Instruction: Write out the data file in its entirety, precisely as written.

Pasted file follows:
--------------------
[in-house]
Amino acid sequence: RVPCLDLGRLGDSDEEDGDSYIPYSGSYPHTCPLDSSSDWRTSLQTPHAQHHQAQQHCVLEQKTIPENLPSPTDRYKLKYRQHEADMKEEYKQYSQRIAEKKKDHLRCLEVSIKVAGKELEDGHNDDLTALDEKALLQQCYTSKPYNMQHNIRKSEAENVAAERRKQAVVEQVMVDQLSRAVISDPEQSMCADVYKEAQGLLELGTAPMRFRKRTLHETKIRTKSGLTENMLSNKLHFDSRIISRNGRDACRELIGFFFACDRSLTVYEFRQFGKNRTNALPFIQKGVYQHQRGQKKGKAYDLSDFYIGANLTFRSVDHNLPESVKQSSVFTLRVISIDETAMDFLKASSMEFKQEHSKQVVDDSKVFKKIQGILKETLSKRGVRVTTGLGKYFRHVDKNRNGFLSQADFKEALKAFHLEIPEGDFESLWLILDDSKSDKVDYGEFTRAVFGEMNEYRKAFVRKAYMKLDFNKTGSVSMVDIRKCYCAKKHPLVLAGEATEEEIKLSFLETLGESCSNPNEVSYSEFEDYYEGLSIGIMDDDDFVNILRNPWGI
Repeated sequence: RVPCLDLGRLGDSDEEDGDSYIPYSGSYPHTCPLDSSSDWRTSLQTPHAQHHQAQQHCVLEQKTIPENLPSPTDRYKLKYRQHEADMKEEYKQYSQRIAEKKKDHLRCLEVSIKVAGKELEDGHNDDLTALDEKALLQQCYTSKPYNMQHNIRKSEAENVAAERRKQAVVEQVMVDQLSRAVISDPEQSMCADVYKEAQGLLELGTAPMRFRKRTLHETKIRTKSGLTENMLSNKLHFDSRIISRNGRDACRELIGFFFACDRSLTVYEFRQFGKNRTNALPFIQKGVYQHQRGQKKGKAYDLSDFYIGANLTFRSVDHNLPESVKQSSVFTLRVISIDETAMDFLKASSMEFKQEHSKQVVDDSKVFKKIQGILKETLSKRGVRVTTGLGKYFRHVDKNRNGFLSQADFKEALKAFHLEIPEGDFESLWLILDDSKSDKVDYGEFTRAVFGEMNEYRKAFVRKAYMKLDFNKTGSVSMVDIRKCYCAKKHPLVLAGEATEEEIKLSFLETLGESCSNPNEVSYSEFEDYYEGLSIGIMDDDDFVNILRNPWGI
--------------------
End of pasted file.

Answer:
[in-house]
Amino acid sequence: RVPCLDLGRLGDSDEEDGDSYIPYSGSYPHTCPLDSSSDWRTSLQTPHAQHHQAQQHCVLEQKTIPENLPSPTDRYKLKYRQHEADMKEEYKQYSQRIAEKKKDHLRCLEVSIKVAGKELEDGHNDDLTALDEKALLQQCYTSKPYNMQHNIRKSEAENVAAERRKQAVVEQVMVDQLSRAVISDPEQSMCADVYKEAQGLLELGTAPMRFRKRTLHETKIRTKSGLTENMLSNKLHFDSRIISRNGRDACRELIGFFFACDRSLTVYEFRQFGKNRTNALPFIQKGVYQHQRGQKKGKAYDLSDFYIGANLTFRSVDHNLPESVKQSSVFTLRVISIDETAMDFLKASSMEFKQEHSKQVVDDSKVFKKIQGILKETLSKRGVRVTTGLGKYFRHVDKNRNGFLSQADFKEALKAFHLEIPEGDFESLWLILDDSKSDKVDYGEFTRAVFGEMNEYRKAFVRKAYMKLDFNKTGSVSMVDIRKCYCAKKHPLVLAGEATEEEIKLSFLETLGESCSNPNEVSYSEFEDYYEGLSIGIMDDDDFVNILRNPWGI
Repeated sequence: RVPCLDLGRLGDSDEEDGDSYIPYSGSYPHTCPLDSSSDWRTSLQTPHAQHHQAQQHCVLEQKTIPENLPSPTDRYKLKYRQHEADMKEEYKQYSQRIAEKKKDHLRCLEVSIKVAGKELEDGHNDDLTALDEKALLQQCYTSKPYNMQHNIRKSEAENVAAERRKQAVVEQVMVDQLSRAVISDPEQSMCADVYKEAQGLLELGTAPMRFRKRTLHETKIRTKSGLTENMLSNKLHFDSRIISRNGRDACRELIGFFFACDRSLTVYEFRQFGKNRTNALPFIQKGVYQHQRGQKKGKAYDLSDFYIGANLTFRSVDHNLPESVKQSSVFTLRVISIDETAMDFLKASSMEFKQEHSKQVVDDSKVFKKIQGILKETLSKRGVRVTTGLGKYFRHVDKNRNGFLSQADFKEALKAFHLEIPEGDFESLWLILDDSKSDKVDYGEFTRAVFGEMNEYRKAFVRKAYMKLDFNKTGSVSMVDIRKCYCAKKHPLVLAGEATEEEIKLSFLETLGESCSNPNEVSYSEFEDYYEGLSIGIMDDDDFVNILRNPWGI